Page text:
I joined the Physics Department at SVSU in Fall 1995.
At the University of Michigan (Go Blue!), I received my PhD in Physics (1995). Shortly before that, I received a Master’s of Science degree in Physics (1995) and a Master’s of Science degree in Electrical Engineering (1994), also at University of Michigan. Before that, I received a Bachelor’s of Science degree in Physics from MIT (1990).
When I was a graduate student in Ann Arbor, my thesis advisor (and therefore all of his graduate students, including me) collaborated in the summer with a professor from SVSU’s Physics Department. Every summer, recent SVSU graduates passing through Ann Arbor would drop in at our lab just to visit with their former professor. I became intrigued at the concept of a university that fostered such a close learning relationship between faculty and student that alumni would simply enjoy dropping in on their former physics professors. When the opportunity to join the SVSU Physics Department opened up, I jumped at the chance.
My husband and I have one child. My husband is an Associate Professor of Science Informatics at Central Michigan University, and holds a joint appointment in both the Geology and Computer Science Departments.
My research is the experimental field of coherent optics applications. I do experiments with lasers and other temporally coherent light sources, preferably with the intention of developing a measurement technique that might someday be useful in a practical real-life setting.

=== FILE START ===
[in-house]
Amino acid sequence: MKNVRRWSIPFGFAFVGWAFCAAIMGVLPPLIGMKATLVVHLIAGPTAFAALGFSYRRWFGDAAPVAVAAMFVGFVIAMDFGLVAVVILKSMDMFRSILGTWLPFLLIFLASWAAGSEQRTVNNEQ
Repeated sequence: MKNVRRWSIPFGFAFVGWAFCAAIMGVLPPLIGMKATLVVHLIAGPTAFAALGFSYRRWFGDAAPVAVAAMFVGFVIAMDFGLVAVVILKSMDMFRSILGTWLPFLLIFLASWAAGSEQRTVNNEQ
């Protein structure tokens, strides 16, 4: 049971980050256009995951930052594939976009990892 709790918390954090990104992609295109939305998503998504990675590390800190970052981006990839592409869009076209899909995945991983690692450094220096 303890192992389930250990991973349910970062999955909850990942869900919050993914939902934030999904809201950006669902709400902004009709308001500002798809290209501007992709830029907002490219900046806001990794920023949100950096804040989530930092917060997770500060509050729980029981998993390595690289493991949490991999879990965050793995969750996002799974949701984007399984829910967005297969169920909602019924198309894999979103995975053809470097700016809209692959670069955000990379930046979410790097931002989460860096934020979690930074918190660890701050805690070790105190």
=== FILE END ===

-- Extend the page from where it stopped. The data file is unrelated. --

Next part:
For example, I spend a lot of time doing interferometry, which is the measurement technique for measuring small phase differences in light. Some very useful applications of interferometry are the measurement of extremely tiny deformations or variations in thickness, variations that other techniques are not sensitive enough to detect.
My research interests also include holography, in which I capture variations in phase by recording an interference fringe pattern. The holograms that I make in the laboratory are not the beautiful spectacular holograms that you see in the museums for art’s sake. The holograms that I make in the laboratory lack visual appeal because they are scientific holograms for the purpose of capturing the subtle numerical variations in the phase of light waves in order to extract useful information about what the light has traveled through.
If you have ever heard Electrical Engineers talk about how the Fourier Transform is indispensible for studying communications theory, then you will perhaps appreciate that I spend a lot of time working in the field of Fourier Optics, which is its two dimensional analog in the spatial domain.